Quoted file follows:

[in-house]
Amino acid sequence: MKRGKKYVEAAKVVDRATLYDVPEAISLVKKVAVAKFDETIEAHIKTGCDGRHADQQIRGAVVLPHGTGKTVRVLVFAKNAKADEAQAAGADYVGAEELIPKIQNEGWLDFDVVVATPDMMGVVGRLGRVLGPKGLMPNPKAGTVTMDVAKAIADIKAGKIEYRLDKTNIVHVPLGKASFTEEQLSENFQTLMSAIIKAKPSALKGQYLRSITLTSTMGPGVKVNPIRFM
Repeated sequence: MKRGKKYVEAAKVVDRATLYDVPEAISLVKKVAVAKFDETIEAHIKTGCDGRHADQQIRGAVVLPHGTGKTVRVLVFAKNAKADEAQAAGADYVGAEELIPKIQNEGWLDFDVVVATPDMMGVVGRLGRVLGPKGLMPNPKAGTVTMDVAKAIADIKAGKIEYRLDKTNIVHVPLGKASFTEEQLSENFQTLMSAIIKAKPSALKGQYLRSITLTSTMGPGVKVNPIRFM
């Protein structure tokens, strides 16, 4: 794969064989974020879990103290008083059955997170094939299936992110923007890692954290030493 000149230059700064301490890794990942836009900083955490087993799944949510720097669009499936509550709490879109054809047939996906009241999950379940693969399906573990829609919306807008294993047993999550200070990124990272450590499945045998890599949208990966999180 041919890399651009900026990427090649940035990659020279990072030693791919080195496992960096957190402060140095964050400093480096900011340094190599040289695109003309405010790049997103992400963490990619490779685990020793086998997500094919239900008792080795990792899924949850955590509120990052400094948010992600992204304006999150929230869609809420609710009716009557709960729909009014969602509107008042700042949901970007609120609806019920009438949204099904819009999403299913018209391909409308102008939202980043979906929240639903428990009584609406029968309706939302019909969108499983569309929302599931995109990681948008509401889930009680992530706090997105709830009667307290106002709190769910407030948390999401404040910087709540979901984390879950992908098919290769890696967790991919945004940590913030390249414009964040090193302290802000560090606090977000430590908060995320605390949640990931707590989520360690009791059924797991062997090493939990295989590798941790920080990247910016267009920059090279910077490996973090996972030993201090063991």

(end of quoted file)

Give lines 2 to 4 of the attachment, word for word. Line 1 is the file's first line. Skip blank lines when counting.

Amino acid sequence: MKRGKKYVEAAKVVDRATLYDVPEAISLVKKVAVAKFDETIEAHIKTGCDGRHADQQIRGAVVLPHGTGKTVRVLVFAKNAKADEAQAAGADYVGAEELIPKIQNEGWLDFDVVVATPDMMGVVGRLGRVLGPKGLMPNPKAGTVTMDVAKAIADIKAGKIEYRLDKTNIVHVPLGKASFTEEQLSENFQTLMSAIIKAKPSALKGQYLRSITLTSTMGPGVKVNPIRFM
Repeated sequence: MKRGKKYVEAAKVVDRATLYDVPEAISLVKKVAVAKFDETIEAHIKTGCDGRHADQQIRGAVVLPHGTGKTVRVLVFAKNAKADEAQAAGADYVGAEELIPKIQNEGWLDFDVVVATPDMMGVVGRLGRVLGPKGLMPNPKAGTVTMDVAKAIADIKAGKIEYRLDKTNIVHVPLGKASFTEEQLSENFQTLMSAIIKAKPSALKGQYLRSITLTSTMGPGVKVNPIRFM
């Protein structure tokens, strides 16, 4: 794969064989974020879990103290008083059955997170094939299936992110923007890692954290030493 000149230059700064301490890794990942836009900083955490087993799944949510720097669009499936509550709490879109054809047939996906009241999950379940693969399906573990829609919306807008294993047993999550200070990124990272450590499945045998890599949208990966999180 041919890399651009900026990427090649940035990659020279990072030693791919080195496992960096957190402060140095964050400093480096900011340094190599040289695109003309405010790049997103992400963490990619490779685990020793086998997500094919239900008792080795990792899924949850955590509120990052400094948010992600992204304006999150929230869609809420609710009716009557709960729909009014969602509107008042700042949901970007609120609806019920009438949204099904819009999403299913018209391909409308102008939202980043979906929240639903428990009584609406029968309706939302019909969108499983569309929302599931995109990681948008509401889930009680992530706090997105709830009667307290106002709190769910407030948390999401404040910087709540979901984390879950992908098919290769890696967790991919945004940590913030390249414009964040090193302290802000560090606090977000430590908060995320605390949640990931707590989520360690009791059924797991062997090493939990295989590798941790920080990247910016267009920059090279910077490996973090996972030993201090063991």